On that basis, defendant explains that the six-year aggregate sentence could be lawfully structured under Penal Code section 1170.1 because, pursuant to  his plea agreement, the trial court could impose a term of two years eight months (double the mitigated term of 16 months) on count 1 (possession for sale of marijuana;  Health & Saf.Code, § 11359) in case No. BB410531 and designate that term as the principal term.   The plea agreement, defendant further explains, would also allow the trial court to impose a consecutive two-year term (one-third the middle term, doubled) in case No. BB513127 on count 1 (sale of methamphetamine;  Health & Saf.Code, § 11379, subd. (a)) and a consecutive 16-month term (one-third the middle term, doubled) in case No. BB410053 on count 2 (possession for sale of methamphetamine;  Health & Saf.Code, § 11378), for an aggregate sentence of six years.

The People respond that Penal Code section 1170.1 requires the trial court to designate as the principal term the four-year term in case No. BB513127 on count 1 (sale of methamphetamine;  Health & Saf.Code, § 11379, subd. (a)) because that was “ ‘the greatest term of imprisonment imposed’ among [defendant's] cases.”

To determine the correct interpretation of Penal Code section 1170.1, we apply well established rules of statutory construction.  “ ‘In construing a statute, our task is to ascertain the intent of the Legislature so as to effectuate the purpose of the enactment.  [Citation.]  We look first to the words of the statute, which are the most reliable indications of the Legislature's intent.  [Citation.]  We construe the words of a statute in context, and harmonize the various parts of an enactment by considering the provision at issue in the context of the statutory framework as a whole.   [Citations.]’  [Citation].”  (People v. Cottle (2006) 39 Cal.4th 246, 254, 46 Cal.Rptr.3d 86, 138 P.3d 230.)   However, “ ‘[i]f there is no ambiguity in the language of the statute, “then the Legislature is presumed to have meant what it said, and the plain meaning of the language governs.”  [Citation.]’ ” (People v. Coronado (1995) 12 Cal.4th 145, 151, 48 Cal.Rptr.2d 77, 906 P.2d 1232.)

Applying the plain meaning rule, we find the following language in Penal Code section 1170.1 provides the trial court with the sentencing discretion advocated by defendant.   In pertinent part, subdivision (a) of section 1170.1 of the Penal Code provides, “The principal term shall consist of the greatest term of imprisonment imposed by the court for any of the crimes, including any term imposed for applicable specific enhancements.”  (Italics added.)   We emphasize the phrase “imposed by the court” because that phrase is the key to our interpretation.   In our view, Penal Code section 1170.1, subdivision (a), plainly and unambiguously provides that the trial court must designate as the principal term the longest term actually imposed by the  court, which is not necessarily the longest term available under the applicable sentencing triads.

We also observe that the Legislature knows how to express its intent that the trial court impose the longest possible term of imprisonment in structuring a sentence.   For example, Penal Code section 654, subdivision (a), provides in pertinent part, “An act or omission that is punishable in different ways by different provisions of law shall be punished under the provision that provides for the longest potential term of imprisonment ․” (Italics added.)  Penal Code section 1170.1 does not include any comparable direction to the trial court.

 Accordingly, we determine that the language of Penal Code section 1170.1, subdivision (a), generally provides the trial court with a three-step procedure for structuring the aggregate sentence for multiple convictions.   Penal Code section 1170.1, subdivision (a), plainly allows the trial court, as a first step, to impose lawful consecutive sentences on each of the current multiple convictions for which determinate sentences are authorized.  Penal Code section 1170.1, subdivision (a), does not mandate the length of the terms selected in the first step or require selection of the lower, middle or upper term.   As a second step, Penal Code section 1170.1, subdivision (a), requires the trial court to designate the longest sentence imposed in step one as the principal term and the shorter sentences as subordinate terms.   (People v. Felix, supra, 22 Cal.4th at p. 655, 94 Cal.Rptr.2d 54, 995 P.2d 186.)   The third and final step required by Penal Code section 1170.1, subdivision (a), is to calculate the sentence on each of the subordinate terms as one-third the middle term “prescribed” by statute for each conviction.   (Pen.Code, 1170.1, subd. (a).)  Where, as here, the defendant has a prior strike conviction, each term must then be doubled.  (People v. Nguyen, supra, 21 Cal.4th 197 at p. 204, 87 Cal.Rptr.2d 198, 980 P.2d 905.)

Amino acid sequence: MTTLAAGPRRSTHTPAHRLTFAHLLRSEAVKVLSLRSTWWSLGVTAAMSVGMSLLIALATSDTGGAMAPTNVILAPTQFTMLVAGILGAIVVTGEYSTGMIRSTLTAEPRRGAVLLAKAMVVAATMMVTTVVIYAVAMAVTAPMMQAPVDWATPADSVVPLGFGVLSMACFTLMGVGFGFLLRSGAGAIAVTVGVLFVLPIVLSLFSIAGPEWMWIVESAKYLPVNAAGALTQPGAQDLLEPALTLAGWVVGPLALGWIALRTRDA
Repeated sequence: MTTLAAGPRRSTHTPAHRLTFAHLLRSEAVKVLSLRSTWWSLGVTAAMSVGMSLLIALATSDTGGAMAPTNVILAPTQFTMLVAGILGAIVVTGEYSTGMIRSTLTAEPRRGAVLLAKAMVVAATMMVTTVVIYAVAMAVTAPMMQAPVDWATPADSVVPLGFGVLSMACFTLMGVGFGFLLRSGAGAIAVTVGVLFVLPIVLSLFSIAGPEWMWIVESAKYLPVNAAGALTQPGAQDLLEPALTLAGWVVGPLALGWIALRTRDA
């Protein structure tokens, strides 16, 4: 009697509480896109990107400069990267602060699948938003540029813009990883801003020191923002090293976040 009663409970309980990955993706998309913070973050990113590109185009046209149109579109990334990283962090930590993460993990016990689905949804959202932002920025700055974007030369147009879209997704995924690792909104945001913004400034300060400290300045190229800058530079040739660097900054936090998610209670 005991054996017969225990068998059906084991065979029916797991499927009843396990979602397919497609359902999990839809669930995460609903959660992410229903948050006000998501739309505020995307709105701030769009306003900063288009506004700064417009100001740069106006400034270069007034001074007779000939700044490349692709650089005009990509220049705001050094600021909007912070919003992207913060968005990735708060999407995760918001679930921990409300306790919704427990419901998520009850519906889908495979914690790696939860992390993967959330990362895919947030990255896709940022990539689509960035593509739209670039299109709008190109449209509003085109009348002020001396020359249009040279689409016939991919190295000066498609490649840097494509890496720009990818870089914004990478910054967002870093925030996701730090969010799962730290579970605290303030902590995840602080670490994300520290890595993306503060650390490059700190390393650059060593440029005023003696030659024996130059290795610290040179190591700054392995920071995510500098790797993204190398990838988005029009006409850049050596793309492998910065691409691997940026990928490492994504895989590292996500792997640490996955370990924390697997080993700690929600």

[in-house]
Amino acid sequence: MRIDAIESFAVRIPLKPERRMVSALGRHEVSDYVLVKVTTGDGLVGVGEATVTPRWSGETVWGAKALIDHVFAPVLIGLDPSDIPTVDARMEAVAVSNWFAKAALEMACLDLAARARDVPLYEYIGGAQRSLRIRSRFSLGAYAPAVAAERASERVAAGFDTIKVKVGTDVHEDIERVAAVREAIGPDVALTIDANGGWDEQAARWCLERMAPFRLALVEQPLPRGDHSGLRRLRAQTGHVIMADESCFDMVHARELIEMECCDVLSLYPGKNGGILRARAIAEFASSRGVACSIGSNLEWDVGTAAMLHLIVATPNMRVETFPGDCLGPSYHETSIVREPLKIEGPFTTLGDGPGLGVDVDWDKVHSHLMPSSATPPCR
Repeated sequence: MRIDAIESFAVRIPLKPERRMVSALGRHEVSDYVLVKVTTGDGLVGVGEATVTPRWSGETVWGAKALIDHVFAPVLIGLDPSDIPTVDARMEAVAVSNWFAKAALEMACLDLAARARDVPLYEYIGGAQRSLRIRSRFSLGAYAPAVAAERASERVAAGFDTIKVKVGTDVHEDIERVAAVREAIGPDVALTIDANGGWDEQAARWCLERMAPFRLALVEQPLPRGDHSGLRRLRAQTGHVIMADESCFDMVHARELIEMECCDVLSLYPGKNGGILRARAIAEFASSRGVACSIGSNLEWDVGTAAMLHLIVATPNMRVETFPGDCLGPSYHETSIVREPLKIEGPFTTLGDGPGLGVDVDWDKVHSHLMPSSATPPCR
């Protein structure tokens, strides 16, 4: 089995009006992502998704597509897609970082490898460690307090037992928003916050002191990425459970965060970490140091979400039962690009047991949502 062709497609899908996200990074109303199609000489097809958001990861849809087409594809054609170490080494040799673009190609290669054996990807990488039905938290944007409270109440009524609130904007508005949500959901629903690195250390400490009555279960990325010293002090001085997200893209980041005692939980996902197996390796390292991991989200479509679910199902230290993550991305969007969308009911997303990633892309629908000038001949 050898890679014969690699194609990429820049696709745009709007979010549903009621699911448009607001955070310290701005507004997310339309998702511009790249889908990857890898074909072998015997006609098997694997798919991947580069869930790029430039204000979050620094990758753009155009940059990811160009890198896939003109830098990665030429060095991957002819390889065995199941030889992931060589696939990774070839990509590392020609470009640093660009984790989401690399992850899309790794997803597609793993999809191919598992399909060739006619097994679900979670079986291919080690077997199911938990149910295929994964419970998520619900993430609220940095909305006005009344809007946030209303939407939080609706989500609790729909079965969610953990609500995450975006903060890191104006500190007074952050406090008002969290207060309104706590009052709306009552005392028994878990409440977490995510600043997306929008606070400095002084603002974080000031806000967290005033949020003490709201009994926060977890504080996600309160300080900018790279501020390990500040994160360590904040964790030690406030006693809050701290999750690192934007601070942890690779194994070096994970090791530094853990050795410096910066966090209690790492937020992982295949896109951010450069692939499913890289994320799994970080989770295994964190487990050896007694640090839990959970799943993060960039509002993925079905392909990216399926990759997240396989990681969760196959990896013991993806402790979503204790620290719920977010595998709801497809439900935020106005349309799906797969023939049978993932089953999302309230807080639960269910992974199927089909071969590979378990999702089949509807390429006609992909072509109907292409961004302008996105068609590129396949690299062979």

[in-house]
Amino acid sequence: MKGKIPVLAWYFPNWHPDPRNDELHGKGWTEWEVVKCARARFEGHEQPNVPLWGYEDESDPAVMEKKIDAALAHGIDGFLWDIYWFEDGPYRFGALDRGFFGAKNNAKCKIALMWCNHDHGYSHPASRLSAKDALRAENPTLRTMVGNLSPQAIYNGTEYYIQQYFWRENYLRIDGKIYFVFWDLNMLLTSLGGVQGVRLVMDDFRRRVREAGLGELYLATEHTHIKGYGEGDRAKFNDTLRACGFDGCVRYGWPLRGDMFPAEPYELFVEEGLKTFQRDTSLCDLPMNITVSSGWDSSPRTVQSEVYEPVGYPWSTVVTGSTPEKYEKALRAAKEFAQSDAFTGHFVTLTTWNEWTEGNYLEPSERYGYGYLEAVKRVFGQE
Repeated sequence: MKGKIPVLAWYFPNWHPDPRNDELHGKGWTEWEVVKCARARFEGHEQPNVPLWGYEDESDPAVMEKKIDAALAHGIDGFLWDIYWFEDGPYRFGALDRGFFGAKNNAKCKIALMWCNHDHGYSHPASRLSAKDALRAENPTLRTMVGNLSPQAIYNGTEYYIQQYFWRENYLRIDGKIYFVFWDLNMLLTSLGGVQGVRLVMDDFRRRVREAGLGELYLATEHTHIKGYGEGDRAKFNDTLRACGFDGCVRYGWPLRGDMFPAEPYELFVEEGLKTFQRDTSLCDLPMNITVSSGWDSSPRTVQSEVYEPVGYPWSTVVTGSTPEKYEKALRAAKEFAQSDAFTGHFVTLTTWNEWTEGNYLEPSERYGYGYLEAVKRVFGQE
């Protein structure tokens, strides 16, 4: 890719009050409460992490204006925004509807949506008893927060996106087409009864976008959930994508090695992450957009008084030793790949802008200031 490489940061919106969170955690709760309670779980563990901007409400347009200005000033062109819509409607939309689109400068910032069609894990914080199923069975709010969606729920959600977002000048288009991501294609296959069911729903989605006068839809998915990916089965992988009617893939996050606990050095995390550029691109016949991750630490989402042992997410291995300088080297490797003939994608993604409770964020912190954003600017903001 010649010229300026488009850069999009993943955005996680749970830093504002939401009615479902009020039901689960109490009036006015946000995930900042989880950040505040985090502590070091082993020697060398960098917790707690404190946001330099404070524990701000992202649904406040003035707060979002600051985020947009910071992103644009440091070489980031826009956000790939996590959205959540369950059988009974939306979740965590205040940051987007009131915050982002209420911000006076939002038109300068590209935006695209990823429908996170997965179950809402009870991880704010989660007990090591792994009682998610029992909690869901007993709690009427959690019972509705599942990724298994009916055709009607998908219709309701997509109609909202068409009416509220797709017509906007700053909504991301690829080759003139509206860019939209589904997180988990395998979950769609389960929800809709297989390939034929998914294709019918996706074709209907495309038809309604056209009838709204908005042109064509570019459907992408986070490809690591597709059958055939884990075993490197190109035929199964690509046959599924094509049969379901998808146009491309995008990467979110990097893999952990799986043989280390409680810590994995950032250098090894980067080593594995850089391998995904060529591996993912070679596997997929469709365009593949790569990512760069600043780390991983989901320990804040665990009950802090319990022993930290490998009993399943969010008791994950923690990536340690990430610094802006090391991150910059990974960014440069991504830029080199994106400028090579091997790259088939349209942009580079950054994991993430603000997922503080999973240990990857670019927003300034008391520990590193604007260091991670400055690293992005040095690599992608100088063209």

Our interpretation is consistent with the decisions that have applied Penal Code section 1170.1, subdivision (a).   In People v. Melchor (1989) 211 Cal.App.3d 1485, 260 Cal.Rptr. 174, this court rejected the defendant's contention that the trial court was required to designate, based on the sentencing scheme set forth in Penal Code section 12022.1, the four-year term imposed on a conviction in a previous case as the principal term under Penal Code section 1170.1, subdivision (a), rather than the six-year term imposed on a current conviction.   Relying on People v. Jackson (1987) 192 Cal.App.3d 209, 220, 237 Cal.Rptr. 373 (Jackson ), we determined that “there was no error here because the court designated the principal term in  accordance with section 1170.1.”  (People v. Melchor, supra, 211 Cal.App.3d at p. 1490, 260 Cal.Rptr. 174.)

In Jackson, the appellate court ruled that the trial court had erred in designating as the principal term under Penal Code section 1170.1, subdivision (a), the three-year term imposed for an earlier conviction rather than the four-year term imposed for the current burglary conviction.   (Jackson, supra, 192 Cal.App.3d at p. 220, 237 Cal.Rptr. 373.)   The Jackson court stated, “section 1170.1 sets forth the general sentencing scheme for multiple convictions, and mandates that the principal term shall consist of the greatest term of imprisonment imposed for any of the crimes.”   (Ibid.)